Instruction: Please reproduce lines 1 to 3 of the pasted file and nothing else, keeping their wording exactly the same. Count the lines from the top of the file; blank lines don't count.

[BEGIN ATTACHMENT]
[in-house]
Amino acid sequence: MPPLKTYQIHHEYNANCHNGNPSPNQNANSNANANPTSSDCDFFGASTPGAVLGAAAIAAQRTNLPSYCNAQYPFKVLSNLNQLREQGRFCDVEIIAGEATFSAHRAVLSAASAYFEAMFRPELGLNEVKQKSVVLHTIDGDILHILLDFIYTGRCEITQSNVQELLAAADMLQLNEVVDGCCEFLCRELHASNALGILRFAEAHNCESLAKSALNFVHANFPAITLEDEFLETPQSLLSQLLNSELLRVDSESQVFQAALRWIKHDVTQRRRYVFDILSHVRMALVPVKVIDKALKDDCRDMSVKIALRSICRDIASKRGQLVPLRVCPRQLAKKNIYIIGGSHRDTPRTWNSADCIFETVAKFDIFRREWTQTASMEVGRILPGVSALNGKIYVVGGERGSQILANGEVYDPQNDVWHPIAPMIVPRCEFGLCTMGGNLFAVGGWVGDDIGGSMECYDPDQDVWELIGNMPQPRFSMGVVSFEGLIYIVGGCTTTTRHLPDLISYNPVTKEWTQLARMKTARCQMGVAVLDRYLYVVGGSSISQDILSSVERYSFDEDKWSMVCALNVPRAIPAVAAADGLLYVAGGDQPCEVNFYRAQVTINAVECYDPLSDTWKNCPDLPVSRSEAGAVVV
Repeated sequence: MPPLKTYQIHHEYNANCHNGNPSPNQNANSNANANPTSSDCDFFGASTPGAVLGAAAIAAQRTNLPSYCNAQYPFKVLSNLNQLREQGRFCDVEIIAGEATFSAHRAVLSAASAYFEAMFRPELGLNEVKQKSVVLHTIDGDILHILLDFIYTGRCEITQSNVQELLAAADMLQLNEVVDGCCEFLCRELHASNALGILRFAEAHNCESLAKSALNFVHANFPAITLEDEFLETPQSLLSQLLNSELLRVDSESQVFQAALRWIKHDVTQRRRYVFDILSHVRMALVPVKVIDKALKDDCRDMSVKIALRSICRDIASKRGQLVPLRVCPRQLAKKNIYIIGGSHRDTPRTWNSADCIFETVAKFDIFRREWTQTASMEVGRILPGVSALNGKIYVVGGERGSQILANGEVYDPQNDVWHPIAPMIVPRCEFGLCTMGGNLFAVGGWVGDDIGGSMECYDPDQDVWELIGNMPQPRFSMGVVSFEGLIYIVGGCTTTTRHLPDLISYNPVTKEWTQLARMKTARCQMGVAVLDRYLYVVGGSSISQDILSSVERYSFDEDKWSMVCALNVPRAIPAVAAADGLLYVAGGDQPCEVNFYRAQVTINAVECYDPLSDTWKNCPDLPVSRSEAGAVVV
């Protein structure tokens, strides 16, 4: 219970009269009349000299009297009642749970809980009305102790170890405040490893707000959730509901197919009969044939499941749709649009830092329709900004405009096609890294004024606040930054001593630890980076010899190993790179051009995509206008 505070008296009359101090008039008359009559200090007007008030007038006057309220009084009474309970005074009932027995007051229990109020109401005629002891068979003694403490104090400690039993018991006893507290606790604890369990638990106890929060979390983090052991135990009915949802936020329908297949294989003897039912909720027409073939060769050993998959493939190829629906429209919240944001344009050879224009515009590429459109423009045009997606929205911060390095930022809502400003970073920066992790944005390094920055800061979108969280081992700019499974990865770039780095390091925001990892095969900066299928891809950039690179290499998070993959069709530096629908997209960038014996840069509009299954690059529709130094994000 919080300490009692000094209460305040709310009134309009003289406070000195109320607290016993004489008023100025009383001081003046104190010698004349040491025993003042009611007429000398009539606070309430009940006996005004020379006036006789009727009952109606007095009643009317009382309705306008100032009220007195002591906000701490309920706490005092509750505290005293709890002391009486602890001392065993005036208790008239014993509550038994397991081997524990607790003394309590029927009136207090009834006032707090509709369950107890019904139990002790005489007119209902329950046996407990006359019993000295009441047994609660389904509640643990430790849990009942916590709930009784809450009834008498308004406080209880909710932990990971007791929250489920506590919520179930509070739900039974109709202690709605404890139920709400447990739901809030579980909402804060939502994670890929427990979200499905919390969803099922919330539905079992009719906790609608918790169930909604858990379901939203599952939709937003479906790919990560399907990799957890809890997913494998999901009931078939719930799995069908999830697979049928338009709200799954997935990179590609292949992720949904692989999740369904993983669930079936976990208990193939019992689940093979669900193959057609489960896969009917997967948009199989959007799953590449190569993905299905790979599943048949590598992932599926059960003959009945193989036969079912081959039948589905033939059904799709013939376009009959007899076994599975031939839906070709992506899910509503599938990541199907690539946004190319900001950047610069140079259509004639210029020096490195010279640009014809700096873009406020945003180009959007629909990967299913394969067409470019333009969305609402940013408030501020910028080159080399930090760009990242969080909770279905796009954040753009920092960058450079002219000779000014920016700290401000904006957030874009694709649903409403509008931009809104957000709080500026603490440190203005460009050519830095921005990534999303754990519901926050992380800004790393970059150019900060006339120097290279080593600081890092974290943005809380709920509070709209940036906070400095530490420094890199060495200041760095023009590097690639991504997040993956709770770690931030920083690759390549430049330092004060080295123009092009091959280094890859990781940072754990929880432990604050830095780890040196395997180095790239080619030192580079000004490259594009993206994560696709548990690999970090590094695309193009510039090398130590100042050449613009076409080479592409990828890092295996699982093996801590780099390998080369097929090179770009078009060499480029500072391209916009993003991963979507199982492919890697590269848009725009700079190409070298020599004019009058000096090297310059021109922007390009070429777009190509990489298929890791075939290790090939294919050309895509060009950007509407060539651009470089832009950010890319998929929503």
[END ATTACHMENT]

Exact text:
[in-house]
Amino acid sequence: MPPLKTYQIHHEYNANCHNGNPSPNQNANSNANANPTSSDCDFFGASTPGAVLGAAAIAAQRTNLPSYCNAQYPFKVLSNLNQLREQGRFCDVEIIAGEATFSAHRAVLSAASAYFEAMFRPELGLNEVKQKSVVLHTIDGDILHILLDFIYTGRCEITQSNVQELLAAADMLQLNEVVDGCCEFLCRELHASNALGILRFAEAHNCESLAKSALNFVHANFPAITLEDEFLETPQSLLSQLLNSELLRVDSESQVFQAALRWIKHDVTQRRRYVFDILSHVRMALVPVKVIDKALKDDCRDMSVKIALRSICRDIASKRGQLVPLRVCPRQLAKKNIYIIGGSHRDTPRTWNSADCIFETVAKFDIFRREWTQTASMEVGRILPGVSALNGKIYVVGGERGSQILANGEVYDPQNDVWHPIAPMIVPRCEFGLCTMGGNLFAVGGWVGDDIGGSMECYDPDQDVWELIGNMPQPRFSMGVVSFEGLIYIVGGCTTTTRHLPDLISYNPVTKEWTQLARMKTARCQMGVAVLDRYLYVVGGSSISQDILSSVERYSFDEDKWSMVCALNVPRAIPAVAAADGLLYVAGGDQPCEVNFYRAQVTINAVECYDPLSDTWKNCPDLPVSRSEAGAVVV
Repeated sequence: MPPLKTYQIHHEYNANCHNGNPSPNQNANSNANANPTSSDCDFFGASTPGAVLGAAAIAAQRTNLPSYCNAQYPFKVLSNLNQLREQGRFCDVEIIAGEATFSAHRAVLSAASAYFEAMFRPELGLNEVKQKSVVLHTIDGDILHILLDFIYTGRCEITQSNVQELLAAADMLQLNEVVDGCCEFLCRELHASNALGILRFAEAHNCESLAKSALNFVHANFPAITLEDEFLETPQSLLSQLLNSELLRVDSESQVFQAALRWIKHDVTQRRRYVFDILSHVRMALVPVKVIDKALKDDCRDMSVKIALRSICRDIASKRGQLVPLRVCPRQLAKKNIYIIGGSHRDTPRTWNSADCIFETVAKFDIFRREWTQTASMEVGRILPGVSALNGKIYVVGGERGSQILANGEVYDPQNDVWHPIAPMIVPRCEFGLCTMGGNLFAVGGWVGDDIGGSMECYDPDQDVWELIGNMPQPRFSMGVVSFEGLIYIVGGCTTTTRHLPDLISYNPVTKEWTQLARMKTARCQMGVAVLDRYLYVVGGSSISQDILSSVERYSFDEDKWSMVCALNVPRAIPAVAAADGLLYVAGGDQPCEVNFYRAQVTINAVECYDPLSDTWKNCPDLPVSRSEAGAVVV